This system varies vastly from Northwest’s. Perhaps the judicial process is the problem and not necessarily the people in charge.
“It’s really important to have a complete process. That was my concern, the process itself…that is what I had a problem with,” explained Ishmael.
The “Ministry of Discipline”
The Student Development staff called their process
the “Ministry of Discipline” with the idea that it
would “enhance the student University experience by maintaining a community which encourages healthy living and learning.”
The staff wanted it to act as a guideline because “students subscribe to various understandings of what it means to live a Christian lifestyle.” Students should abide by these rules to be allowed to stay on the NU campus.
“I think we need to look again at our student life judicial council,” Ishmael said. “We’ve had some changes in position and eliminated positions that we no longer have. We need to keep those things up to date.”
Stave disagreed, and stated, “with every judicial case, we have to balance what is the best interest of the student who violated the standard with what is in the best interest of the greater NU community.”
In light of the background of the school, Ishmael said, “as a Christian university we need to be particularly fair with our dealings with students. More so than a public institution because we set a higher standard for ourselves and our students.”
The Ministry of Discipline appears to be concerned with the NU community more than the individual student.
Community Standards, Community Punishment
Recently, the dorms have been plagued by pranks resulting in community punishment.
On February 5, dorm visitation privileges were revoked due to floor rivalries between the GPC and Grey-Beatty halls reaching the breaking point.
“If the parties responsible for the pranks of this week come forward, the entire community will benefit,” Stave wrote in an email to the dorm residents. “I apologize to those of you who are unnecessarily hurt by the decisions of a few, but then I encourage you to challenge your peers to take responsibility so the entire community doesn’t have to unnecessarily suffer.”
When those responsible for the pranking confessed, the punishment was lifted.
Exactly one month later, more pranking occurred when more than 60 toilet paper rolls were stolen from women’s restrooms in GPC.
On March 5, letters were posted by Maintenance Director Matthew Jacobs outside every restroom addressing the issue and threatening to “discontinue providing janitorial supplies…for the remainder of the semester” if the pranking should continue.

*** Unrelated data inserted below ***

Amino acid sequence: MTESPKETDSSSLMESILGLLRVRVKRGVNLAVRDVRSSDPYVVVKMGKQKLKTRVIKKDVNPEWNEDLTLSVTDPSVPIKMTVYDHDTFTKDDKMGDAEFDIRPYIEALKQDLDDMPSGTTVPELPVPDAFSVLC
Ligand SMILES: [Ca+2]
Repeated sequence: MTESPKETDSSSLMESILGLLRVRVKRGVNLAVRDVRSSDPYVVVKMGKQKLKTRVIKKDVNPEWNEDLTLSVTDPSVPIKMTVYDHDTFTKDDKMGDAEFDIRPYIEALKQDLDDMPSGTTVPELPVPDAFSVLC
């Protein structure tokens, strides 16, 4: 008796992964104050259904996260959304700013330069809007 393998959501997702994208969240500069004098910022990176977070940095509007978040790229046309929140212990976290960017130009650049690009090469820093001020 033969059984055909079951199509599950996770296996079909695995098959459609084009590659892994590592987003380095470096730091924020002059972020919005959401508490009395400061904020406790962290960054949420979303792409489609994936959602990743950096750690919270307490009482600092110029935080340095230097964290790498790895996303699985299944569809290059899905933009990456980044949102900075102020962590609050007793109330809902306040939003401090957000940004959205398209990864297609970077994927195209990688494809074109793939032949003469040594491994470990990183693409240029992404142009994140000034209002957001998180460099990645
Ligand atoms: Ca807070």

24 hours later, a follow-up letter was posted apologizing for the “heavy-handed approach to [the previous] letter.” “There are local codes regarding toilets…The health department would likely also be interested,” Thuong-Tri Nguyen, a family law attorney from Renton, WA stated when asked whether or not the school can legally make threats involving necessities like toilet paper.
The Student Community Handbook is silent on punishing an entire living area for the actions of a few.
What to Expect If You’re Accused
In any disciplinary situation, students receive an email stating the reported behavior along with a request for a follow-up meeting within the week. From there, things are ambiguous.
“If we are concerned that a student is behaving in a way that could be harmful to themselves or others, we want to talk to them,” Kim Stave said. “[This is just] as well as if a student has violated a community standard.”
Stave explained that students are welcome to “read about the process…[in] the Community Handbook under the Judicial Process section.”
However, the deeper a student ventures into the tiers of violations, the more confusing the situation becomes.
The judicial process never states what a first-tier violation may be, only that it is less significant than a second-tier violation. No examples are given.
Students asked to leave the school should be aware that they will not be refunded their tuition under any circumstance.
Written by Rachel Brewster